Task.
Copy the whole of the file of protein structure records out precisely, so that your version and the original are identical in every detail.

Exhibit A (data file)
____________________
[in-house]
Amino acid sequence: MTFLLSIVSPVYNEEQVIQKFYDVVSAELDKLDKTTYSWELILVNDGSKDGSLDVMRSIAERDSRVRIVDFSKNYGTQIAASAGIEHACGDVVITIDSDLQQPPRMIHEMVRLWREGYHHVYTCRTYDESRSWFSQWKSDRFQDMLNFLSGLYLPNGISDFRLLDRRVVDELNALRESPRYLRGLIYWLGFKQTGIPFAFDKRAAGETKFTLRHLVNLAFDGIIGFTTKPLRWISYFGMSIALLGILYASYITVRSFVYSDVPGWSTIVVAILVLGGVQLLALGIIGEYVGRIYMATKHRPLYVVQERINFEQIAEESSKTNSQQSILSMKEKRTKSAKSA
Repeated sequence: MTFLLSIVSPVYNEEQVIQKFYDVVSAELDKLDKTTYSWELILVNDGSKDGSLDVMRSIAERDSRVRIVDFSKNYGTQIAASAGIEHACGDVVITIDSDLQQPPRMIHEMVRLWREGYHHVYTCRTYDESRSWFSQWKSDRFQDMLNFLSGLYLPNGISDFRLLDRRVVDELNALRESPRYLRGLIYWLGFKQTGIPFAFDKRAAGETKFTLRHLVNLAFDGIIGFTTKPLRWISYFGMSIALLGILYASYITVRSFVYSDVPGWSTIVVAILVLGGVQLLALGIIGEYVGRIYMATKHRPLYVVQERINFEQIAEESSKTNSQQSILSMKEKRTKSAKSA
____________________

[in-house]
Amino acid sequence: MTFLLSIVSPVYNEEQVIQKFYDVVSAELDKLDKTTYSWELILVNDGSKDGSLDVMRSIAERDSRVRIVDFSKNYGTQIAASAGIEHACGDVVITIDSDLQQPPRMIHEMVRLWREGYHHVYTCRTYDESRSWFSQWKSDRFQDMLNFLSGLYLPNGISDFRLLDRRVVDELNALRESPRYLRGLIYWLGFKQTGIPFAFDKRAAGETKFTLRHLVNLAFDGIIGFTTKPLRWISYFGMSIALLGILYASYITVRSFVYSDVPGWSTIVVAILVLGGVQLLALGIIGEYVGRIYMATKHRPLYVVQERINFEQIAEESSKTNSQQSILSMKEKRTKSAKSA
Repeated sequence: MTFLLSIVSPVYNEEQVIQKFYDVVSAELDKLDKTTYSWELILVNDGSKDGSLDVMRSIAERDSRVRIVDFSKNYGTQIAASAGIEHACGDVVITIDSDLQQPPRMIHEMVRLWREGYHHVYTCRTYDESRSWFSQWKSDRFQDMLNFLSGLYLPNGISDFRLLDRRVVDELNALRESPRYLRGLIYWLGFKQTGIPFAFDKRAAGETKFTLRHLVNLAFDGIIGFTTKPLRWISYFGMSIALLGILYASYITVRSFVYSDVPGWSTIVVAILVLGGVQLLALGIIGEYVGRIYMATKHRPLYVVQERINFEQIAEESSKTNSQQSILSMKEKRTKSAKSA